[WATCH] PN internal conflict no longer exists - Kristy Debono

Xtra on TVM News Plus | PN MP Kristy Debono acknowledges that the PN’s internal conflicts weakened the Opposition throughout the current legislature

PN MP Kristy Debono
PN MP Kristy Debono

Nationalist Party MP Kristy Debono believes the internal divisions that hounded her party throughout this legislature weakened the Opposition but they no longer exist today.

Debono said that rather than using all its resources to fight the rot and corruption in government, the PN fell victim to infighting.

“The PN’s internal conflict that was externalised weakened the Opposition and instead of uniting and using all our resources to fight the administration’s rot and corruption we fought among ourselves and lost a good opportunity,” she said.

Debono added that it was her belief that “the internal conflict no longer exists”.

Divisions within the PN became evident when Adrian Delia was elected leader in 2017. He faced stiff opposition from several MPs until they forced a new leadership election in the summer of 2020 in the face of worsening survey results.

The move to depose Delia and the subsequent election of Bernard Grech as leader created friction and led to several supporters of the former leader to cool off from the party.

But apart from the leadership woes, the PN has also faced backlash from its liberal wing in the face of certain decisions, the latest being its stand against the cannabis reform.

Debono was speaking on TVM News Plus’s Xtra, hosted by Saviour Balzan, on Monday.

“Beyond what gets out there and how the Labour Party media wants to portray the PN, I believe the internal conflict no longer exists,” Debono said.

She acknowledged the PN’s consistently poor performance in surveys, adding that she respected what people decided.

Kristy Debono with Labour MP Jonathan Attard (centre) and Xtra host Saviour Balzan
Kristy Debono with Labour MP Jonathan Attard (centre) and Xtra host Saviour Balzan

Labour MP Jonathan Attard said people were scared of political instability, which explained the survey results that consistently punished the PN and rewarded the Labour government.

Attard said the government was responsive to people’s needs and could be trusted with the country’s economic management.

On the FATF greylisting, Attard said action was being taken to address the matter but the predicted economic disaster did not happen.

“The economic growth which was forecast to be reached by the middle of next year was registered in 2021… this is real growth,” Attard said, expressing confidence that Malta will exit the greylist.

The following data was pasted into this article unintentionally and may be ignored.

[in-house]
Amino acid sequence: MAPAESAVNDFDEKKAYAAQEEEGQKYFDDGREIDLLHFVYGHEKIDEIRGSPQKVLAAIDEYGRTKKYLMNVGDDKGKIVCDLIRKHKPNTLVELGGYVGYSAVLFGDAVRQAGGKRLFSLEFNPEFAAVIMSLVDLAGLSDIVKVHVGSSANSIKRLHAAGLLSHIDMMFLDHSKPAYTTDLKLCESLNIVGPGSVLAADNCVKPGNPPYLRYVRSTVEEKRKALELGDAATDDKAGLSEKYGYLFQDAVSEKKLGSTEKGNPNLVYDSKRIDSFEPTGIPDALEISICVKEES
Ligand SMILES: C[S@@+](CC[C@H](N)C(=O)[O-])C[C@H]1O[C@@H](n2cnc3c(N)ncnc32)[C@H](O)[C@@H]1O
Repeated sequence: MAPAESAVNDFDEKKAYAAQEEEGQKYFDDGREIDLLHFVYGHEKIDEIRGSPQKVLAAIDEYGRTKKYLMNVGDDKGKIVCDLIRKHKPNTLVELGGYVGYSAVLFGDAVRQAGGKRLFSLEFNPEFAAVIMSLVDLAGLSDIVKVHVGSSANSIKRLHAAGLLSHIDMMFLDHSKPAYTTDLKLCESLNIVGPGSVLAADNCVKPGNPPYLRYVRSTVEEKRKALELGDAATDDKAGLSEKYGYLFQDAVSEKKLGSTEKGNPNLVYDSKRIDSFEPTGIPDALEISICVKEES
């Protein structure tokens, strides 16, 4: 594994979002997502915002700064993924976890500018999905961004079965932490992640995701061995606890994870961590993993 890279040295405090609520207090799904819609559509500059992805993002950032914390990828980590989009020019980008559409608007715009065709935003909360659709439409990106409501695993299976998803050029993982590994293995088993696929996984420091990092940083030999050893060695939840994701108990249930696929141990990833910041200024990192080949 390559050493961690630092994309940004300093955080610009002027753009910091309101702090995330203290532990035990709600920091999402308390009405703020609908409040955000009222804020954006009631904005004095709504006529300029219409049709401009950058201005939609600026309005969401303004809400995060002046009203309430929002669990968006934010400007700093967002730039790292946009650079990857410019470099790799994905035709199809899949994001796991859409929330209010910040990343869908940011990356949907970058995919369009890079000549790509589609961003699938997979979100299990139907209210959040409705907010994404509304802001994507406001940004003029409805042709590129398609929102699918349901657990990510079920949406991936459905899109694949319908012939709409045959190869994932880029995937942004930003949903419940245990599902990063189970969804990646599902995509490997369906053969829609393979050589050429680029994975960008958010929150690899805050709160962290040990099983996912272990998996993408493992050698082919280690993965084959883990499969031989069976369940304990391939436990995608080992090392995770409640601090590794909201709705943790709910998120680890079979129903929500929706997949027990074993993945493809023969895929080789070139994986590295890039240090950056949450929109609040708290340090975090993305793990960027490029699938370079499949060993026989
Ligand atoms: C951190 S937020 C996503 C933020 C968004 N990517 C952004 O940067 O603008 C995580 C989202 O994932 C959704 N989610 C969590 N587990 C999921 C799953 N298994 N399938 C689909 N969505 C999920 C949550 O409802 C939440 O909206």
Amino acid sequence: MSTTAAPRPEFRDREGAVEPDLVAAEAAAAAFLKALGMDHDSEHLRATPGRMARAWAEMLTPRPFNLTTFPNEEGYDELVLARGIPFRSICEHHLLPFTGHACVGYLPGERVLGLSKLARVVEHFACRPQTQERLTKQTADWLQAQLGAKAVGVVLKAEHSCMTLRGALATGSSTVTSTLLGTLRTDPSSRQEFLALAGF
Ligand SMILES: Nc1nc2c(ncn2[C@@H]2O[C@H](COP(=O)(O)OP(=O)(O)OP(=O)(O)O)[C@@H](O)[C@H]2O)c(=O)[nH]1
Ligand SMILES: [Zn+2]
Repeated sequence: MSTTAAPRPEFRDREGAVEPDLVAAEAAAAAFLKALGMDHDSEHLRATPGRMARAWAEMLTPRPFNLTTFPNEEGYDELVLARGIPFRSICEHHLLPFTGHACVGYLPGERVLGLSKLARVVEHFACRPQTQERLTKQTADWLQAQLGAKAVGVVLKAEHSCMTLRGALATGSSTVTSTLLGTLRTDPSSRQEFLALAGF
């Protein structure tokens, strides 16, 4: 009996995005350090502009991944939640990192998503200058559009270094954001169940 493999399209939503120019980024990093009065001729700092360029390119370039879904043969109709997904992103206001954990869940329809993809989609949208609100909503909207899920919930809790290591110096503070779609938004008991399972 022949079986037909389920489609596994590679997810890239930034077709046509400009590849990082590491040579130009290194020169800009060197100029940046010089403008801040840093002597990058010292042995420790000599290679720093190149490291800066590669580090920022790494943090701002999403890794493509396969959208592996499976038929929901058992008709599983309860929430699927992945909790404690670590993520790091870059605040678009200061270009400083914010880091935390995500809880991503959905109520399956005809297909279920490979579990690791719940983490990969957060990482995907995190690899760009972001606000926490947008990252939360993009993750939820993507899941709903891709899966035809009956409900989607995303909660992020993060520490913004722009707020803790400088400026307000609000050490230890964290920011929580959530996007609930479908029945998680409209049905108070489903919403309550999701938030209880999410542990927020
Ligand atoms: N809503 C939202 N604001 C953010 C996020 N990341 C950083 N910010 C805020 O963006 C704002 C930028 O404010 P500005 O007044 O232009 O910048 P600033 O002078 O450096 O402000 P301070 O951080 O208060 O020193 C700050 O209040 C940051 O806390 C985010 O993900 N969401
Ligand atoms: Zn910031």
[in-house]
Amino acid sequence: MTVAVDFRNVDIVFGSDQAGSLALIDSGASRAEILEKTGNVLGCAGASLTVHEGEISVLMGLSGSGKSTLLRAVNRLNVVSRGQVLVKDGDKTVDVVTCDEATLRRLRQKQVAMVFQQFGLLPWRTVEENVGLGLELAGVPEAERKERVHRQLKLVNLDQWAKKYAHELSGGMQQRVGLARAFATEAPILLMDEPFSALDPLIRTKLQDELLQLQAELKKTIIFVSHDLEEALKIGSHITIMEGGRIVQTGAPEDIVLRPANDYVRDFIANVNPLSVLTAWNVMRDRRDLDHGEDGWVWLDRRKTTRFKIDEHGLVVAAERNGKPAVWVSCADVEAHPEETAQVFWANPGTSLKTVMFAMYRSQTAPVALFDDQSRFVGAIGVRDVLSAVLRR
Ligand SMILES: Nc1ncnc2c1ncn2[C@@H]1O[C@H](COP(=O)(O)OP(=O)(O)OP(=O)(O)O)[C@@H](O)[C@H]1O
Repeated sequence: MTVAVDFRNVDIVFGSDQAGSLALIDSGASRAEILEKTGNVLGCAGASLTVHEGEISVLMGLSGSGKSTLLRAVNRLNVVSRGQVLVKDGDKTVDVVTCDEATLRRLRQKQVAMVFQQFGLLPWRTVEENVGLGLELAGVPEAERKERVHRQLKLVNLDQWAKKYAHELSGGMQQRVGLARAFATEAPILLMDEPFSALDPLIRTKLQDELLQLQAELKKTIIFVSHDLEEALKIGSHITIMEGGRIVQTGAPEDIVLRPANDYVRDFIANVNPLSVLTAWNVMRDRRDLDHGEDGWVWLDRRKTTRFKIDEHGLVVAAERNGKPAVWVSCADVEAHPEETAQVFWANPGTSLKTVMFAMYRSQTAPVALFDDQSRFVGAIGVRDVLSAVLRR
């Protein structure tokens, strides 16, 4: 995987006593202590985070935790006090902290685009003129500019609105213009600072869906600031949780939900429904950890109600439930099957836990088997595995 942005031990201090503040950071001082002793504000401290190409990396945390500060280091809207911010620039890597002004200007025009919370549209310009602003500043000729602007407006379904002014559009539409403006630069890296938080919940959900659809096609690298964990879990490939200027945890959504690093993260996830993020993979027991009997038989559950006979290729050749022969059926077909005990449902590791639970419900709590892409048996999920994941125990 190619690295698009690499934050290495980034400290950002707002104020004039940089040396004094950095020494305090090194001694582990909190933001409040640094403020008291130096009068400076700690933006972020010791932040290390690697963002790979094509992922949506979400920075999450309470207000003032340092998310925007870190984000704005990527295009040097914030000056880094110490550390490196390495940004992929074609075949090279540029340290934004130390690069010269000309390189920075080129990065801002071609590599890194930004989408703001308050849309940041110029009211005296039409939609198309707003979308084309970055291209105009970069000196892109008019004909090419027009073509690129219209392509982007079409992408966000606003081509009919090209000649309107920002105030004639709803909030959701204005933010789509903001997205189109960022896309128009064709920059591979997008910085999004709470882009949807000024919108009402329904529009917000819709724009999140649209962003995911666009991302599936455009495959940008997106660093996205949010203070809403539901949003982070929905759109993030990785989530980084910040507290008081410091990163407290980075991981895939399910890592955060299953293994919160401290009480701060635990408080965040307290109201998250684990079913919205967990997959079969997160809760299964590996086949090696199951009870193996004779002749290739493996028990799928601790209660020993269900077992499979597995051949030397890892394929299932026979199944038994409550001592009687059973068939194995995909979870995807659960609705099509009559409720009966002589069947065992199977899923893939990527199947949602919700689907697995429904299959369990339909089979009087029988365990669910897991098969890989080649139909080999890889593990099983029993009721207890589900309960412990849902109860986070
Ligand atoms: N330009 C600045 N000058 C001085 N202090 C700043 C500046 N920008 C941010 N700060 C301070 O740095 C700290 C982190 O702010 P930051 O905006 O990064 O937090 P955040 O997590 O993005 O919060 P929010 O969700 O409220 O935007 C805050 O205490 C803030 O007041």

Debono rebutted that all economic growth predictions by international rating agencies were made conditional on a timely exit from the FATF greylist.

She warned that greylisting has made life more expensive and difficult for operators in the financial services sector and was having a direct impact on people.

Violence against women

Reports of domestic violence have increased but police and court resources need to be beefed up to deal with the case load, women’s rights activist Marcelline Naudi said.

The University of Malta academic, who was speaking in the second part of the show, said still more needed to be done to tackle the problem of violence against women.

Naudi said that increased support services, tougher laws and greater awareness have resulted in more women coming forward to report abuse.

“But now, because reports have increased, we need to see a police force that has more resources to handle these cases,” Naudi said.

However, resources had to also increase in court to expedite these cases. “It is totally unacceptable that court cases dealing with domestic violence are taking so long to be decided, sometimes even three years,” she said.

Naudi said violence against women took various forms from physical, to emotional, from sexual to economic. “There is normally a continuum in these abuse situations and a pattern of behaviour not just one off events.”

But Naudi said the underlying problem linked to violence, including harassment at work and in public, was society’s patriarchal set up.

“Power remains in the hands of men and this creates male privilege. The fact that a man is born a man grants him privileges, which is why we need to change the culture,” she said, adding that patriarchy also creates pressure on men to conform to certain stereotypes.